Monet's Family in the Garden, 1874. Photo: Leemage/Corbis/Getty Images

Millennial women are redefining modern motherhood, according to a new survey — they are likely to embrace traditional notions of motherliness, and while most work, few are optimistic about combining parenting and career.

Quick take: The survey by Motherly, a news site aimed at millennials, suggests that the generation now aged 22 to 37 — much maligned as reluctant to take on responsibility — is growing up, says Liz Tenety, the website's co-founder.

Tenety tells Axios that motherhood has been defined by conflict — with work and identity. "It's almost like the idea of what motherly is felt outdated," she said.

  • But many millennial women, she said, view motherhood "as the best part of their life," she said, rather than as a tradeoff with career. The majority — 53% — are working full time. But 59% feel defined by motherhood, and just 14% said they are optimistic “that it’s possible to combine [work and family] creatively."
  • Millennials' opinion of their parenting skills surpasses the self-assessment of prior generations: In a 2015 Pew survey, 57% of millennial moms said they are doing a "very good job" at parenting; 48% of Generation X said the same; and 41% of Boomers.
  • But, but, but: Like prior generations, Motherly found that millennial mothers feel frustrated by a lack of support: 74% said society does not do a good job understanding and supporting mothers. Half said the government should enact tax credits for child care and require employers to provide family leave.

This does not mean large families: When you look at fertility rates, millennial women will have fewer children than prior generations — at an average of 1.8, reports Lyman Stone, an economist writing for the NYT.

  • Yet their intentions are different from any recent generation — millennials said they want to have an average of 2.7 children, the highest on record since the early 1970s, Stone reported.

Go deeper: Read Stone's piece The Decline of American Motherhood, in the Atlantic.

  • And listen to a podcast in which Brookings senior fellow Isabel Sawhill describes the "success sequence": Women who get an education beyond high school, work full time and wait to have children within a committed relationship have a greater than 70% chance of landing in the middle class, and less than a 2% chance of being poor.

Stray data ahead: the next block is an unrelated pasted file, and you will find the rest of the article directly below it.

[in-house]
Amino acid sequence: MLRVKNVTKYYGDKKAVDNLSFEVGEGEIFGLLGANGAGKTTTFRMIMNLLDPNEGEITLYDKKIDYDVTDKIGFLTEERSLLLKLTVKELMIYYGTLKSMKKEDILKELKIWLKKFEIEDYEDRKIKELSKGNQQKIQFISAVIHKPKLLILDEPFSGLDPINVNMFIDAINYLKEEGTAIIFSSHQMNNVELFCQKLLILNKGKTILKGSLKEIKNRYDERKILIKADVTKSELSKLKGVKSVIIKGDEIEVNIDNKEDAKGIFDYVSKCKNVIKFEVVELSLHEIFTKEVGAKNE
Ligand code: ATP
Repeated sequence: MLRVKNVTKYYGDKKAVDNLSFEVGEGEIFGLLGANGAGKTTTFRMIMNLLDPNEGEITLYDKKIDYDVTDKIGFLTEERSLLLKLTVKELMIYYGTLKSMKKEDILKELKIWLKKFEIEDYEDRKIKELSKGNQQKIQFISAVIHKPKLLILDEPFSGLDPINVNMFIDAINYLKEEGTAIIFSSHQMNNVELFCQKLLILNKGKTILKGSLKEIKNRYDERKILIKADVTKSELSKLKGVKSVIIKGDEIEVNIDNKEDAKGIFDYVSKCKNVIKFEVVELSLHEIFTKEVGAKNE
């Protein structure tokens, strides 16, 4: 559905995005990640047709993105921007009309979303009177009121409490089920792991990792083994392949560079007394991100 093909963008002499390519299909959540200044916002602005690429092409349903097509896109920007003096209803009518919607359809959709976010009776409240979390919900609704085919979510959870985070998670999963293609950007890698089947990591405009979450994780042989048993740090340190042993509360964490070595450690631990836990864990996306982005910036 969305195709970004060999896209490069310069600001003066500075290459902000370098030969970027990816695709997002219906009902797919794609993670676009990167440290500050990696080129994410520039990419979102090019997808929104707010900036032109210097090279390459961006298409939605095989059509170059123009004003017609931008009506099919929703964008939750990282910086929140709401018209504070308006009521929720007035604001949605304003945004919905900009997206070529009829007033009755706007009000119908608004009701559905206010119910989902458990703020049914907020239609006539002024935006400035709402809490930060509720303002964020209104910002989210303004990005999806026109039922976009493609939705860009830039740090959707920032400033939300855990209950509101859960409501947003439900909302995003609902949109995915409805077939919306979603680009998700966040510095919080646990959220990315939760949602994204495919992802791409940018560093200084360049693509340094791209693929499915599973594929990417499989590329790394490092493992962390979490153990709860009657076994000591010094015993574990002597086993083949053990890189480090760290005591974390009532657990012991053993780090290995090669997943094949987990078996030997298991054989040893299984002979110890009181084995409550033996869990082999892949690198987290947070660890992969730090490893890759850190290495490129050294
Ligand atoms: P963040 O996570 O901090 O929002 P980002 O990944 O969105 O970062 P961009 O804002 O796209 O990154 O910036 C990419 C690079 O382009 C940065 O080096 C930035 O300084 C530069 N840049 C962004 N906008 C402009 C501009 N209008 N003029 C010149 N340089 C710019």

Go deeper

Biden enters final stretch with huge cash advantage over Trump

Democratic presidential nominee Joe Biden in Wilmington, Delaware, on Monday. Photo: Drew Angerer/Getty Images

Democratic presidential nominee Joe Biden had $177.3 million in the bank at the end of September, per the latest Federal Election Commission filings.

Why it matters: President Trump's re-election campaign reported having $63.1 million in the bank at the end of last month.

Editor's note: This is a developing news story. Please check back for updates.

Court allows North Carolina mail-in ballots deadline extension

An absentee ballot election worker stuffs ballot applications at the Mecklenburg County Board of Elections office in Charlotte, North Carolina, in September. Photo: Logan Cyrus/AFP via Getty Images

North Carolina can accept absentee ballots that are postmarked Nov. 3 on Election Day until Nov. 12, a federal appeals court decided Tuesday in a 12-3 majority ruling.

Why it matters: The 4th Circuit Court of Appeals' ruling against state and national Republican leaders settles a lawsuit brought by a group representing retirees, and it could see scores of additional votes counted in the key battleground state.

Updated 2 hours ago - Politics & Policy

Coronavirus dashboard

Illustration: Aïda Amer/Axios

  1. Politics: Americans feel Trump's sickness makes him harder to trustFlorida breaks record for in-person early voting — McConnell urges White House not to strike stimulus deal before election — Republican senators defend Fauci as Trump escalates attacks.
  2. Health: The next wave is gaining steam.
  3. Education: Schools haven't become hotspots — University of Michigan students ordered to shelter-in-place.
  4. World: Ireland moving back into lockdown — Argentina becomes 5th country to report 1 million infections.